Representatives of the Maine Recreation and Parks Association (Board President Steve Balboni and Vice President Tracy Willette, the two men at far left) speak to Ellsworth city officials at an Aug. 24 meeting at City Hall. Listening (from left) are City Councilors John Moore, Steve Beathem, Marc Blanchette, Dawn Hudson, John Phillips and Bob Crosthwaite. Seated with his back to the camera is Recreation Commission Chairman Uriah Hon. PHOTO BY STEVE FULLER

City weighs a parks & rec department

ELLSWORTH — Does the city need its own parks and recreation department?

With a growing population and an increasing number of public recreational properties, the feeling at City Hall is that the idea at the very least needs to be seriously considered and explored.

To that end, members of the City Council and the Recreation Commission held a joint workshop Aug. 24. They met with representatives from the Maine Recreation and Parks Association (MRPA) for pointers on how to go about setting up a municipal department if Ellsworth chooses to go that route.

Council Chairman John Phillips, in a memo to his colleagues and Recreation Commission members, called the workshop “an important step into the future as we try and determine the best approach to manage and use the many different recreational areas” in the city.

A list provided by City Hall shows five parks owned by the city (Knowlton, Harbor, S.K. Whiting, Donald A. Little and Merrill parks) as well as the rail and bike trail that parallels State Street, the Riverfront Trail behind the Ellsworth Public Library and trails at the Branch Lake Public Forest off of the Bangor Road. The DeMeyer and Wilson athletic fields are also owned by the city.

“The demand on our facilities has increased and the need to properly manage them has become a full-time job,” Phillips wrote. Knowlton Park, in particular, has seen growing use since it opened two years ago.

He and others noted that at present, a variety of city staff members take responsibility for maintaining and scheduling events at these facilities. While the approach has largely worked so far, everyone seemed to agree it was not the most efficient long-term approach.

Tracy Willette, director of Bangor’s Parks and Recreation Department, is vice president of MRPA and was at the Aug. 24 meeting. He said Ellsworth is “at the point right now where you need to have this discussion” about how to manage parks and recreation.

City Manager David Cole said the city needs a point person “who goes to bed at night worrying about” parks and recreation. Willette said it would be a “monumental” task for one person to do it all, and estimated that a city such as Ellsworth might need a year-round staff of three to four people (a director, administrative assistant and one to two full-time maintenance workers) plus seasonal help as required.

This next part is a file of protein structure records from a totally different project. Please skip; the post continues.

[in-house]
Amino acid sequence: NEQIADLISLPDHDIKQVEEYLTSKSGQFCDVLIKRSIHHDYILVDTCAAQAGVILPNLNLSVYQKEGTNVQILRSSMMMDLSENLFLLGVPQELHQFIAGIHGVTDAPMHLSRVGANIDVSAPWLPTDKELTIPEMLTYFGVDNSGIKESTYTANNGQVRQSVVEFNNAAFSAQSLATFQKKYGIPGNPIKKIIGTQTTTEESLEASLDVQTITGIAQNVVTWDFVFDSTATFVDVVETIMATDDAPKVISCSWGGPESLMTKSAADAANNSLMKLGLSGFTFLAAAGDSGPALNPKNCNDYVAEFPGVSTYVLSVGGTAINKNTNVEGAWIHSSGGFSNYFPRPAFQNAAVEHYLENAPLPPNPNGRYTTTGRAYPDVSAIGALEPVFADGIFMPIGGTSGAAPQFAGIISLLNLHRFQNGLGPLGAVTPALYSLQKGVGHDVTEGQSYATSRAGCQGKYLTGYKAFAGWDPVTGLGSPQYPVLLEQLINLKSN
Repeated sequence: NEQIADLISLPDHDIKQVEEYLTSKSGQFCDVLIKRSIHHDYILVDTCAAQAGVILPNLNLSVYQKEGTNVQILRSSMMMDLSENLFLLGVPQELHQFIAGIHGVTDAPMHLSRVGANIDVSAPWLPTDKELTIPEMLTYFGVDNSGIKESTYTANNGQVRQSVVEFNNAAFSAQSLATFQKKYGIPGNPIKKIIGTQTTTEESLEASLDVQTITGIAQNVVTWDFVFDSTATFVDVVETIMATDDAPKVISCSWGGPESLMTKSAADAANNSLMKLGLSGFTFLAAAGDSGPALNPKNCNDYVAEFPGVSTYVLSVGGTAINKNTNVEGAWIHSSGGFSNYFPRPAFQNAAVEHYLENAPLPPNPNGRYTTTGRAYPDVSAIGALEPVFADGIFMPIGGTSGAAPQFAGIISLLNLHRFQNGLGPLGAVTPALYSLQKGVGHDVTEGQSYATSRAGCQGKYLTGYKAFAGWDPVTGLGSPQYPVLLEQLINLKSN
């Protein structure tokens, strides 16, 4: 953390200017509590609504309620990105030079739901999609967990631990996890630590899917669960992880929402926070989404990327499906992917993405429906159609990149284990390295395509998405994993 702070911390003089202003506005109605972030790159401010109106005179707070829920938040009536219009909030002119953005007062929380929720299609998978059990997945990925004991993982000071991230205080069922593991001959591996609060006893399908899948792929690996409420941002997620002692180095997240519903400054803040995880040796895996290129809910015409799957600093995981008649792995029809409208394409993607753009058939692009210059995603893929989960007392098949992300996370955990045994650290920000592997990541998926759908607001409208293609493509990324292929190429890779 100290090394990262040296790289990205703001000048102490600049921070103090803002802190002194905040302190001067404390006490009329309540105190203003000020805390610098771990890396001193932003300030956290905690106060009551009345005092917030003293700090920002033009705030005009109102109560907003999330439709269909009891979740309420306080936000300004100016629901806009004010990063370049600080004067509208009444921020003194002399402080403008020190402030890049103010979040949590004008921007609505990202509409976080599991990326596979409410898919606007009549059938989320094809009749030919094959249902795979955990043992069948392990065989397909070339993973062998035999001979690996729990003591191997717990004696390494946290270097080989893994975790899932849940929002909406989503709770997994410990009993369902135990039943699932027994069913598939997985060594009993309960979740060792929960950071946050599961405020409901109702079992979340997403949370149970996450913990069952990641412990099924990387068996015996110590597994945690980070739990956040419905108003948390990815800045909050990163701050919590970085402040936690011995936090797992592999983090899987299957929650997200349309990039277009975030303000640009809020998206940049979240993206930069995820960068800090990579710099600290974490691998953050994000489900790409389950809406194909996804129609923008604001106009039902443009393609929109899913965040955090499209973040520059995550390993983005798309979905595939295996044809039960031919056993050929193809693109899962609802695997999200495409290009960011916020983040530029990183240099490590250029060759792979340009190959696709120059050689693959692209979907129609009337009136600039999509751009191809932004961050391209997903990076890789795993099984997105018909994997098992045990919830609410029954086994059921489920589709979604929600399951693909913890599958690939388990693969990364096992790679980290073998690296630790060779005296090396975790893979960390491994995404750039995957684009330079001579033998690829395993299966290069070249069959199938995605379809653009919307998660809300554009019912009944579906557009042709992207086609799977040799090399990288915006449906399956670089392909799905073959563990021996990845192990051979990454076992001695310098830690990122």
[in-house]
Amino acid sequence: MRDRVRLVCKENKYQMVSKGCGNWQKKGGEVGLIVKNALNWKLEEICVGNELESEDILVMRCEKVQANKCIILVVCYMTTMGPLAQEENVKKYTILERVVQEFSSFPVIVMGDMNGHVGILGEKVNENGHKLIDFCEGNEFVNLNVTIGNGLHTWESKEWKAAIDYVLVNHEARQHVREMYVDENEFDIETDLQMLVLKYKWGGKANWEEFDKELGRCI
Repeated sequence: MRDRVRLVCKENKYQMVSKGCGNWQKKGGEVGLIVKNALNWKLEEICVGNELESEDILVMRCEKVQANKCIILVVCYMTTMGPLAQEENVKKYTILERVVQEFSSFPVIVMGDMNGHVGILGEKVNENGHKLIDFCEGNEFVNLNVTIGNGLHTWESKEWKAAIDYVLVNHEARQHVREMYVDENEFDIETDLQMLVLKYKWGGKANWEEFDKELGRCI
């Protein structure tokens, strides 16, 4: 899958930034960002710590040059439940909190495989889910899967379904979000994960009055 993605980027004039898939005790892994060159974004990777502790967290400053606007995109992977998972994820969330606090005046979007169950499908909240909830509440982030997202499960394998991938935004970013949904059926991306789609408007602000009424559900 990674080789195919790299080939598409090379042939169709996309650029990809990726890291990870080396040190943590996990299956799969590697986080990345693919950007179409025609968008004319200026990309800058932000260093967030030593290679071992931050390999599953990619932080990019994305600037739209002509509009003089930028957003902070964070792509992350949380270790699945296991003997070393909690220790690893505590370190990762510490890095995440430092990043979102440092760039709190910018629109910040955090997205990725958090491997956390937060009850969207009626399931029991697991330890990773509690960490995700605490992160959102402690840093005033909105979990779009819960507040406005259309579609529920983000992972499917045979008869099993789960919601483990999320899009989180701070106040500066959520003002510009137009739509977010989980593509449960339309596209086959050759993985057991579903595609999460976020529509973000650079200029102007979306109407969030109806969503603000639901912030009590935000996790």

The director and administrative assistant would oversee scheduling of use of the facilities and keep track of long-term maintenance needs as well as provide day-to-day oversight.

The subject of how such a department might interact or exist with the Down East Family YMCA was touched on at the Aug. 24 meeting. Both Willette and Steve Balboni, MRPA board president and director of Bath’s Parks and Recreation Department, said their communities have good relationships with the YMCAs in their respective communities.

“In no way is it intended to be a competition with anyone else offering opportunities,” said Councilor Dawn Hudson, who has chaired a three-member council subcommittee that has looked into the idea of a parks and recreation department.

Hudson said she hoped one takeaway from Ellsworth having its own department, if it chooses to go that route, would be that its staff could serve to highlight the recreational opportunities that exist in Ellsworth and drawing citizens out there to use them “so our community knows what we have to offer.”

The discussion about having a parks and recreation department in Ellsworth will continue Wednesday, Sept. 6, when the Recreation Commission holds its regular monthly meeting at 6 p.m. in the upstairs auditorium at City Hall. There may also be a quorum of city councilors present at that meeting.

Steve Fuller

Steve Fuller

Reporter at The Ellsworth American,
Steve Fuller worked at The Ellsworth American from 2012 to early 2018. He covered the city of Ellsworth, including the Ellsworth School Department and the city police beat, as well as the towns of Amherst, Aurora, Eastbrook, Great Pond, Mariaville, Osborn, Otis and Waltham. A native of Waldo County, he served as editor of Belfast's Republican Journal prior to joining the American. He lives in Orland.